After careful review of the subjects in our study, we found activation in both the alpha and gamma bands after LLLT. Alpha reactivity is one of the main signs of change in EEG modulation which has been known since the discovery of EEG in humans. In normal, awake, relaxed adults with closed eyes, the dominant brain waves are alpha rhythms distributed mainly in the posterior head region. Alpha rhythms are attenuated by visual attention and mental efforts. It has been proposed that adequate and effective EEG activity is related to cognitive changes in normal subjects and in disease.12 The typical EEG changes during drowsiness in normal adults are gradual or brisk dropout of alpha rhythms, appearance of desynchronized low-voltage slow waves (2-7 Hz) and emergence of vertex sharp waves.22-24
In contrast, several reports have demonstrated activation of the alpha band during hyperarousal states in normal subjects. During hyperarousal, alpha (10-12.5 Hz), and beta (13-30 Hz) signals were significantly increased compared with those during the control phases.18 Other authors have noted that sport practice produces an activation of alpha oscillations, which is associated with improved golf putting performance.25 It has been also reported that unconstrained music listening is associated with increased power in all examined frequency bands (including alpha band), as a neural indicator of a mental state that can best be described as a mind-wandering state during which the subjects are "drawn into" the music.26 We recently reported an alpha activation in persistent vegetative state (PVS) patients after zolpidem administration, which is considered a paradoxical arousing effect in these patients, since zolpidem is a known hypnotic. We suggested that this drug effect might be useful in the neuro-rehabilitation of these cases.27-29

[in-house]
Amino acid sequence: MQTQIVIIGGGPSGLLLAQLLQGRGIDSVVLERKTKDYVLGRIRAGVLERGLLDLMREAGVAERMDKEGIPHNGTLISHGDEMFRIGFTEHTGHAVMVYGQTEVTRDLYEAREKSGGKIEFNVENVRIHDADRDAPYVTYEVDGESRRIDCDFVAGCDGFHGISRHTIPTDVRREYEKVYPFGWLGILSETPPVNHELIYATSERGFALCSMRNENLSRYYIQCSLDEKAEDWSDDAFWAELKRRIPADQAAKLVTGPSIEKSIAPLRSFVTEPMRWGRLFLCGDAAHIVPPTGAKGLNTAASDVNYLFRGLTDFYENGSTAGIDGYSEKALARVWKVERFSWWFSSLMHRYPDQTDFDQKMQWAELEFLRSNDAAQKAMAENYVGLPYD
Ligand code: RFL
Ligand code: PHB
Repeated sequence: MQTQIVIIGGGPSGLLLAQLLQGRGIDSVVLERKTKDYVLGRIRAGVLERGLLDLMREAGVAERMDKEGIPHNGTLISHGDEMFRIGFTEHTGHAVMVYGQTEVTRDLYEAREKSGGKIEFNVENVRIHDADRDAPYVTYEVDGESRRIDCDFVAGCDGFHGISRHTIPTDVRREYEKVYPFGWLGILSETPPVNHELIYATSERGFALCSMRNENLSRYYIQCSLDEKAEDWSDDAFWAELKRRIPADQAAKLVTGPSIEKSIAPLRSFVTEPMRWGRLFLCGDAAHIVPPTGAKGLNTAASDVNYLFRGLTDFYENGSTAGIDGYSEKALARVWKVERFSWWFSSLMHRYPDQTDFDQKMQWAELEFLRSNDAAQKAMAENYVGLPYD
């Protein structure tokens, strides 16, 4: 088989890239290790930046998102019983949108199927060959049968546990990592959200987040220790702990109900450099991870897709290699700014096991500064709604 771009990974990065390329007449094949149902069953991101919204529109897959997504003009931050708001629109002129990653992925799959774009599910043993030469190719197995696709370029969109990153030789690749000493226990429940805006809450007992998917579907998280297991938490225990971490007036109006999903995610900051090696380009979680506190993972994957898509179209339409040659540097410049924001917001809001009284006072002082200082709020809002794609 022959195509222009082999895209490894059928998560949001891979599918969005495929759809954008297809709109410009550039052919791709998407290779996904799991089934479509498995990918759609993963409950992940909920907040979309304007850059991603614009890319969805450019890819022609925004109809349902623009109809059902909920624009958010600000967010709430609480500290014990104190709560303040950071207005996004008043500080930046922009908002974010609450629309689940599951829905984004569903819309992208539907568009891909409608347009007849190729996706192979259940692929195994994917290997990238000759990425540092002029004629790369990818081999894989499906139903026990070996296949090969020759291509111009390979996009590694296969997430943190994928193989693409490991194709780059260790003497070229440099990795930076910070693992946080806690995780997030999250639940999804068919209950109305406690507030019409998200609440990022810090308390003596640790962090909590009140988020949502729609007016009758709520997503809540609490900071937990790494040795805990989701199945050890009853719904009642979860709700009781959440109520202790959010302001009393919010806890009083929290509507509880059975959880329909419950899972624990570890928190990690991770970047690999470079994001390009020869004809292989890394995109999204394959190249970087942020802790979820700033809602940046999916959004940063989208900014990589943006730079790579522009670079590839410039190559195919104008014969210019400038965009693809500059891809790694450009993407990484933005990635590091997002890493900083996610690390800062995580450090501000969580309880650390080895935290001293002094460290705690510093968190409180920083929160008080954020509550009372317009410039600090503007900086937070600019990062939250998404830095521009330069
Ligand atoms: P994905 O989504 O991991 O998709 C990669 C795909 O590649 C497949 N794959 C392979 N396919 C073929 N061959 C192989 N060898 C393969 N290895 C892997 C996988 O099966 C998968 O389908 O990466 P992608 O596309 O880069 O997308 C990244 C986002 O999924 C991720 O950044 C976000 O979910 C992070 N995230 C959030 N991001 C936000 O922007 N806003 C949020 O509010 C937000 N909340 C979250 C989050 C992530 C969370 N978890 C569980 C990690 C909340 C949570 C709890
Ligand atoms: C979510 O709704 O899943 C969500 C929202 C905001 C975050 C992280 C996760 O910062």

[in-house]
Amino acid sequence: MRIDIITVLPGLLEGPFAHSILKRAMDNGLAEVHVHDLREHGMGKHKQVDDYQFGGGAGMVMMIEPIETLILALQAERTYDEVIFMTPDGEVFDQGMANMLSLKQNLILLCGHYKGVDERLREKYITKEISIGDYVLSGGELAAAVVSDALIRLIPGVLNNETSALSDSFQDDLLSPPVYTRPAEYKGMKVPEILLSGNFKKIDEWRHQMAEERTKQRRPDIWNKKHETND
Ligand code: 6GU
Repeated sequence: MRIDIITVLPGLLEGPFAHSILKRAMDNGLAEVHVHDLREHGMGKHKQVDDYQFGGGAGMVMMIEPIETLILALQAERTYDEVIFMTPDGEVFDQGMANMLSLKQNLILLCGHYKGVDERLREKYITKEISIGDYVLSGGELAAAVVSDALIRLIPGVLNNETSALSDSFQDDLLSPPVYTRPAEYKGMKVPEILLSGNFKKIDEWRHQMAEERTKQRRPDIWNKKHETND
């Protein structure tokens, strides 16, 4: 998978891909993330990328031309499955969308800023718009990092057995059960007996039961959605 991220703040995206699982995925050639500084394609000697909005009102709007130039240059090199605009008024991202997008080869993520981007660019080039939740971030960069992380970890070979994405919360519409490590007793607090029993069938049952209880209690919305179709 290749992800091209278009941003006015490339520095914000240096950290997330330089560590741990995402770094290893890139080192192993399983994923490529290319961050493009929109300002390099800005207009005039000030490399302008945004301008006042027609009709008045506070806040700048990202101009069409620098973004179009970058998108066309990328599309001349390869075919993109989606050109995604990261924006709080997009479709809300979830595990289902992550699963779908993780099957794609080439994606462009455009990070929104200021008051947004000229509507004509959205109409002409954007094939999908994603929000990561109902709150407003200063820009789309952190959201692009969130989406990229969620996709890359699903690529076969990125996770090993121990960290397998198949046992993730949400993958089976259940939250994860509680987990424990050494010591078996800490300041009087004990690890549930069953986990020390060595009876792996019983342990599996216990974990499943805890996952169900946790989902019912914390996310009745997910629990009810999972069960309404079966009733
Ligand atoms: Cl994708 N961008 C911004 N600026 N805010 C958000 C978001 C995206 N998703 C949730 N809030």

Activation within the gamma band in our subjects was also very interesting. Gamma- band oscillations are a ubiquitous phenomenon in the nervous system and have been implicated in multiple aspects of cognition. In particular, the strength of gamma oscillations at the time a stimulus is encoded predicts its subsequent retrieval, suggesting that gamma activation may reflect enhanced mnemonic processing.30,31 Llinas and co-workers proposed that gamma binding is strongly related to human perception and emotion. From this perspective, gamma-band activity is viewed as serving a broad temporal binding function, where single-cell oscillators and the conduction time of the intervening pathways support large multicellular thalamo-cortical resonance that is closely linked with cognition and subjective experience. Hence, temporal binding is considered as a key influence for cognitive operations by means of fast (gamma band) phase synchrony, reinforcing a unified cognitive-mental space.32
The results of this pilot study demonstrate LLLT stimulation produces EEG activation in both alpha and gamma bands in normal subjects. These results may represent an explanation for its reported effects in neuro-rehabilitation and cognition in neurological diseases. In normal subjects, LLLT may be used to support mental training in learning, sport training, and other daily life activities. Further research should be done with a larger sample of cases to build up a normative data, for comparison with the application of LLLT on the treatment of different neurological diseases, and neuro-rehabilitation. Similar studies should be performed using other neurophysiological techniques, such as evoked potentials, event related potentials, and heart rate variability.
The authors acknowledge the editorial assistance of Dr. Carl S. Hornfeldt, Apothekon, Inc. This research was sponsored by Erchonia Corporation, Melbourne, FL